Do you have difficulty concentrating or have racing thoughts?
Do you feel constantly worried, anxious or scared?
Do you lack self-confidence?
Do you have trouble sleeping and feel generally tired?
How we can help…
Whilst stress is something that everyone experiences you may find that you are experiencing high volumes of stress consistently. If so, then it may be useful to consider making some changes to your lifestyle in the way of stress management. Whilst in short bursts stress can be positive and motivational, in the long term, it can have a detrimental effect on your well-being.
Stress – Adults
- Headaches and dizziness.
- Aches or pains.
- Muscle tension.
- Digestive difficulties or stomach problems.
- Tightness or pain in your chest.
- Faster heartbeat.
- Sexual problems.
- Difficulty concentrating.
- Struggle to make decisions.
- Overwhelmed and unable to cope.
- Constantly worrying.
- Becoming forgetful.
- Irritable and snappy.
- Sleeping more than usual or experiencing sleep disturbances.
- Eating more than usual or not eating enough.
- Avoiding certain places or people.
- Beginning to smoke or drink more than normal.
Stress – Young People
Many young people experience stress. Adolescence is a transitional life stage where a young person moves from childhood into young adulthood. Throughout this developmental period, the young person begins a process of individuation. This is where they gradually start to separate from their parents/carers and develop their own identity and values. This process can be stressful for both parent and child. There may be disagreements and challenging negotiations related to newfound freedoms. Parents/carers may also struggle with their children ‘leaving the nest’ and find it difficult to adjust to being at home without them.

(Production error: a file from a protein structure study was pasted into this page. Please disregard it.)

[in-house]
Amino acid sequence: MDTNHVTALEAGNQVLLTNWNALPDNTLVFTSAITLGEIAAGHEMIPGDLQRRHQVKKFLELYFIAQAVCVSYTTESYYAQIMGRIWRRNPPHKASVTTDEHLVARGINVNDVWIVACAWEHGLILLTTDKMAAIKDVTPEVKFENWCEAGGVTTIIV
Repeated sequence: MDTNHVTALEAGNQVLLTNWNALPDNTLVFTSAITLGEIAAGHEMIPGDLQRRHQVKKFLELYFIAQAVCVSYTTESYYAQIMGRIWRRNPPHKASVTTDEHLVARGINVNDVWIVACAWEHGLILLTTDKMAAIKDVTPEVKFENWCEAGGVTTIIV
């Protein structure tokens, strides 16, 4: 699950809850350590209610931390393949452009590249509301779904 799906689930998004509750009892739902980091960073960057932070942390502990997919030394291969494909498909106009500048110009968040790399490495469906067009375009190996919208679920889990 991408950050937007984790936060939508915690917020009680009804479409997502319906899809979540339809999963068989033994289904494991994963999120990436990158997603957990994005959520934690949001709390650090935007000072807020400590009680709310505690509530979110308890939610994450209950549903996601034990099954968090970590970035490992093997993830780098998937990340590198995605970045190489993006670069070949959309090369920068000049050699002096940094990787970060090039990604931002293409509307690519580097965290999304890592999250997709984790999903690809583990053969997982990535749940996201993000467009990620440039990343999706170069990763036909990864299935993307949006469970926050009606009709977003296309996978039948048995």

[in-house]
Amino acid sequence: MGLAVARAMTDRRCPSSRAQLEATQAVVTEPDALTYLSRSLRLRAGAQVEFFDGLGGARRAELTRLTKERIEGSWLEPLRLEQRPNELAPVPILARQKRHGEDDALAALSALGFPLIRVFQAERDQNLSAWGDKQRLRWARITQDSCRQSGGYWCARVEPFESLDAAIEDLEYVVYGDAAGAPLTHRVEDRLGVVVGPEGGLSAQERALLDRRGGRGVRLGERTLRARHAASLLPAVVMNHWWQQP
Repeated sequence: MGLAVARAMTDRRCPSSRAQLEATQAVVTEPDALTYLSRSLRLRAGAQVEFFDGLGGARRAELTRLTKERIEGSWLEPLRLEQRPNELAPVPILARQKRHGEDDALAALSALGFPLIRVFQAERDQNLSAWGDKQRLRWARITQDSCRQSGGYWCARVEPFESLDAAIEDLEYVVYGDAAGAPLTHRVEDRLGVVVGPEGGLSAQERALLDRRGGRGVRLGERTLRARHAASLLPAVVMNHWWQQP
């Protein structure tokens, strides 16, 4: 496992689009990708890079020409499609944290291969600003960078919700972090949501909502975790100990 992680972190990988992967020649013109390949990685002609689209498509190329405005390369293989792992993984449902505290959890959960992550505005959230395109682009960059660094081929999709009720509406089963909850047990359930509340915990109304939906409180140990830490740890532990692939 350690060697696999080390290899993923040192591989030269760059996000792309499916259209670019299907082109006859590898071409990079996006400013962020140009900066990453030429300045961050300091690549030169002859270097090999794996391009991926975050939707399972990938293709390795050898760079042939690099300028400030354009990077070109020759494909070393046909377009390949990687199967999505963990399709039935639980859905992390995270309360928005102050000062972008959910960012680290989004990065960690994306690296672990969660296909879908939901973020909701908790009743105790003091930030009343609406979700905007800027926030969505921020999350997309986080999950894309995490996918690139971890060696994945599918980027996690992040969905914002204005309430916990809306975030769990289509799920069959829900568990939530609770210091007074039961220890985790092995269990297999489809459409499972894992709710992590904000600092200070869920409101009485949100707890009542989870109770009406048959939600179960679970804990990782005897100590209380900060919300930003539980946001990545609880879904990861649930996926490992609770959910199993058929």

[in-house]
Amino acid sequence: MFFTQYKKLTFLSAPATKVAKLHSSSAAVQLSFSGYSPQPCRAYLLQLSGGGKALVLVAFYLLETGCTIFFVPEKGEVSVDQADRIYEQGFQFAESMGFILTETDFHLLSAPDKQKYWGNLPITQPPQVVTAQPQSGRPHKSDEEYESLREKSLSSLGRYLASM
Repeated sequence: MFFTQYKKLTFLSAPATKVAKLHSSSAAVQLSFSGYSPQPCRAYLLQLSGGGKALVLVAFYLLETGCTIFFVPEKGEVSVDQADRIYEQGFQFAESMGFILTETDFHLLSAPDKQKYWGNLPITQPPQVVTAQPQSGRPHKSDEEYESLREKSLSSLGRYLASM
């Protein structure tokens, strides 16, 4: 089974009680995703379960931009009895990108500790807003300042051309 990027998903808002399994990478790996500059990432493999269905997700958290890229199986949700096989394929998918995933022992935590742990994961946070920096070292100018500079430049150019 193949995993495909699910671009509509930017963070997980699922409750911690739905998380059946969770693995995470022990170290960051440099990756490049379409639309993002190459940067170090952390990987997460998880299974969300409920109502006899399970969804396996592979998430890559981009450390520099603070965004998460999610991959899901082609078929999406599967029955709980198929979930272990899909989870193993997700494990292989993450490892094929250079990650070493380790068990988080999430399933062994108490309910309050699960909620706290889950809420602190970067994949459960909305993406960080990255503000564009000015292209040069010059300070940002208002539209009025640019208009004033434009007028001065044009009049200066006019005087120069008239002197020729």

As a person moves from childhood into their teenage years a greater emphasis is placed on friendships. Fitting in with other young people becomes incredibly important for some teenagers and many find that they struggle with peer pressure. The NHS defines peer pressure as “pressure that your friends and the people you know, put on you to do something you don’t want to do or don’t feel ready to do”. In the current climate of social media, young people are in constant contact with their peers. Not only do they spend most of their time with them whilst at school, but they also continue to communicate into the night when they get home. This can add to the pressure that a young person may feel to fit in and partake in activities they do not feel comfortable with or ready for.
Exam pressure is another form of stress for many young people. A young person may feel tired, confused or worried that they won’t do well. It is perfectly normal for young people to feel worried before an exam and, indeed, the optimum amount of anxiety can be a good thing as it enhances performance. However, too much anxiety or stress can be debilitating and inhibit a young person’s ability to perform. This can leave a young person in a state of panic or feeling as though their mind has gone blank. There are many things that can be done to manage exam-related anxiety and stress. These interventions can enable young people to perform to the best of their abilities in exams.